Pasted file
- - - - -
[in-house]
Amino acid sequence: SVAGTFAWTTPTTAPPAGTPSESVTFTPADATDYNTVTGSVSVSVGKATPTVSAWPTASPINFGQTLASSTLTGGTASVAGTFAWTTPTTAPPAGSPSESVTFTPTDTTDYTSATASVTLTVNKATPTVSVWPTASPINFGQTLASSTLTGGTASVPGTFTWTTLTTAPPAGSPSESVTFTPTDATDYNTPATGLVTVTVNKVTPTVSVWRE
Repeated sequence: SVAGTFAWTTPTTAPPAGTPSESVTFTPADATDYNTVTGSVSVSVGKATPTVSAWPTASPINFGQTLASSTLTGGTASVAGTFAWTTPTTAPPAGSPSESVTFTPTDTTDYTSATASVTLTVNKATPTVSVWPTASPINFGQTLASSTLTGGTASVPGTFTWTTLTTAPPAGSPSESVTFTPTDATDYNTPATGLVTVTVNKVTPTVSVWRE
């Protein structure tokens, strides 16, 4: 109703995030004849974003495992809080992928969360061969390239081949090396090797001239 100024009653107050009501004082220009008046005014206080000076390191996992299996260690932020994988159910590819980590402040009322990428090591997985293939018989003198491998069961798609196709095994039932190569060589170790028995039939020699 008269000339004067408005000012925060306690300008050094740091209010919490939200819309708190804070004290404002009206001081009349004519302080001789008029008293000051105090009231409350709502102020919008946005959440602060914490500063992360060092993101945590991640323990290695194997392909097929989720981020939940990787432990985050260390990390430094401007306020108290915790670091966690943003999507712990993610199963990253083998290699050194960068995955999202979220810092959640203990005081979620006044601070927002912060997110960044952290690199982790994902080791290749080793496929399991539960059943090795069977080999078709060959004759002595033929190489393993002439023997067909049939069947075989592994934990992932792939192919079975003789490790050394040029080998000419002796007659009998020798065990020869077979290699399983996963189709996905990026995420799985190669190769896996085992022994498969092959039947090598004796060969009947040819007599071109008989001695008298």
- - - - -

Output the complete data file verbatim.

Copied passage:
[in-house]
Amino acid sequence: SVAGTFAWTTPTTAPPAGTPSESVTFTPADATDYNTVTGSVSVSVGKATPTVSAWPTASPINFGQTLASSTLTGGTASVAGTFAWTTPTTAPPAGSPSESVTFTPTDTTDYTSATASVTLTVNKATPTVSVWPTASPINFGQTLASSTLTGGTASVPGTFTWTTLTTAPPAGSPSESVTFTPTDATDYNTPATGLVTVTVNKVTPTVSVWRE
Repeated sequence: SVAGTFAWTTPTTAPPAGTPSESVTFTPADATDYNTVTGSVSVSVGKATPTVSAWPTASPINFGQTLASSTLTGGTASVAGTFAWTTPTTAPPAGSPSESVTFTPTDTTDYTSATASVTLTVNKATPTVSVWPTASPINFGQTLASSTLTGGTASVPGTFTWTTLTTAPPAGSPSESVTFTPTDATDYNTPATGLVTVTVNKVTPTVSVWRE
């Protein structure tokens, strides 16, 4: 109703995030004849974003495992809080992928969360061969390239081949090396090797001239 100024009653107050009501004082220009008046005014206080000076390191996992299996260690932020994988159910590819980590402040009322990428090591997985293939018989003198491998069961798609196709095994039932190569060589170790028995039939020699 008269000339004067408005000012925060306690300008050094740091209010919490939200819309708190804070004290404002009206001081009349004519302080001789008029008293000051105090009231409350709502102020919008946005959440602060914490500063992360060092993101945590991640323990290695194997392909097929989720981020939940990787432990985050260390990390430094401007306020108290915790670091966690943003999507712990993610199963990253083998290699050194960068995955999202979220810092959640203990005081979620006044601070927002912060997110960044952290690199982790994902080791290749080793496929399991539960059943090795069977080999078709060959004759002595033929190489393993002439023997067909049939069947075989592994934990992932792939192919079975003789490790050394040029080998000419002796007659009998020798065990020869077979290699399983996963189709996905990026995420799985190669190769896996085992022994498969092959039947090598004796060969009947040819007599071109008989001695008298």